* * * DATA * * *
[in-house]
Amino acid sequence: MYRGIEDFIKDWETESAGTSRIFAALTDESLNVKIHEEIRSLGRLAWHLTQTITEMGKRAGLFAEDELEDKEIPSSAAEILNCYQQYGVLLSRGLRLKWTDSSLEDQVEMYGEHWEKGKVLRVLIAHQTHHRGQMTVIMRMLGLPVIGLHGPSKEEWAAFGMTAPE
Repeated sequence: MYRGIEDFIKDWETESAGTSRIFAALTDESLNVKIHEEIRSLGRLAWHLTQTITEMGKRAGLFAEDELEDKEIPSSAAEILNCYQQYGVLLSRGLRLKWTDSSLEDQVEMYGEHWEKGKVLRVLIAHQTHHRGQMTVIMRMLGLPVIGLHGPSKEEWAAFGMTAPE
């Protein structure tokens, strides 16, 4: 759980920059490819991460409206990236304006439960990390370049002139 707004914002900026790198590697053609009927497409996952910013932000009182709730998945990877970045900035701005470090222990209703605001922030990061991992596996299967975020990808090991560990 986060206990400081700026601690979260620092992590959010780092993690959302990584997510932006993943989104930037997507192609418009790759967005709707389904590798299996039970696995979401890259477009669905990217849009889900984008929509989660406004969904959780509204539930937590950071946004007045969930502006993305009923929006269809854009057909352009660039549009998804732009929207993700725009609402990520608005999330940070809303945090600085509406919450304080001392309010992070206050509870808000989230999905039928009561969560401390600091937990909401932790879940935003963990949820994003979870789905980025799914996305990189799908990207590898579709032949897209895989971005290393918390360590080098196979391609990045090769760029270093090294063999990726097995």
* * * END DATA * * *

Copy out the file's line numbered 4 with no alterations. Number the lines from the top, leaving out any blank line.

């Protein structure tokens, strides 16, 4: 759980920059490819991460409206990236304006439960990390370049002139 707004914002900026790198590697053609009927497409996952910013932000009182709730998945990877970045900035701005470090222990209703605001922030990061991992596996299967975020990808090991560990 986060206990400081700026601690979260620092992590959010780092993690959302990584997510932006993943989104930037997507192609418009790759967005709707389904590798299996039970696995979401890259477009669905990217849009889900984008929509989660406004969904959780509204539930937590950071946004007045969930502006993305009923929006269809854009057909352009660039549009998804732009929207993700725009609402990520608005999330940070809303945090600085509406919450304080001392309010992070206050509870808000989230999905039928009561969560401390600091937990909401932790879940935003963990949820994003979870789905980025799914996305990189799908990207590898579709032949897209895989971005290393918390360590080098196979391609990045090769760029270093090294063999990726097995």